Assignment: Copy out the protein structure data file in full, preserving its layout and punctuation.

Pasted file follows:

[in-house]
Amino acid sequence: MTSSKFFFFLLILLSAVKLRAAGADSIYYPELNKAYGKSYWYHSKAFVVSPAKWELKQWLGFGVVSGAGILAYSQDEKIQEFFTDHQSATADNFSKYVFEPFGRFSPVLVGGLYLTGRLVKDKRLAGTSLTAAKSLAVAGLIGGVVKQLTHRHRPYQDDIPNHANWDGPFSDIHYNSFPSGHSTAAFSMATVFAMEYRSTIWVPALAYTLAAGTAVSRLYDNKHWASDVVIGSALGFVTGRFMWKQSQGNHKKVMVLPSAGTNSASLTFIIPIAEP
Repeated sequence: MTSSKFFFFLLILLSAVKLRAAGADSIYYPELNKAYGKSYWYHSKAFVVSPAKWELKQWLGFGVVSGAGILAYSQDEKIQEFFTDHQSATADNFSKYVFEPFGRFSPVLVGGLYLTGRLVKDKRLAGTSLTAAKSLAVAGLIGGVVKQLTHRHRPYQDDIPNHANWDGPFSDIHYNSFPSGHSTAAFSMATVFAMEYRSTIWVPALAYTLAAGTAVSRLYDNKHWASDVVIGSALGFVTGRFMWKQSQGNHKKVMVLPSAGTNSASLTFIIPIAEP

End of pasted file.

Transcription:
[in-house]
Amino acid sequence: MTSSKFFFFLLILLSAVKLRAAGADSIYYPELNKAYGKSYWYHSKAFVVSPAKWELKQWLGFGVVSGAGILAYSQDEKIQEFFTDHQSATADNFSKYVFEPFGRFSPVLVGGLYLTGRLVKDKRLAGTSLTAAKSLAVAGLIGGVVKQLTHRHRPYQDDIPNHANWDGPFSDIHYNSFPSGHSTAAFSMATVFAMEYRSTIWVPALAYTLAAGTAVSRLYDNKHWASDVVIGSALGFVTGRFMWKQSQGNHKKVMVLPSAGTNSASLTFIIPIAEP
Repeated sequence: MTSSKFFFFLLILLSAVKLRAAGADSIYYPELNKAYGKSYWYHSKAFVVSPAKWELKQWLGFGVVSGAGILAYSQDEKIQEFFTDHQSATADNFSKYVFEPFGRFSPVLVGGLYLTGRLVKDKRLAGTSLTAAKSLAVAGLIGGVVKQLTHRHRPYQDDIPNHANWDGPFSDIHYNSFPSGHSTAAFSMATVFAMEYRSTIWVPALAYTLAAGTAVSRLYDNKHWASDVVIGSALGFVTGRFMWKQSQGNHKKVMVLPSAGTNSASLTFIIPIAEP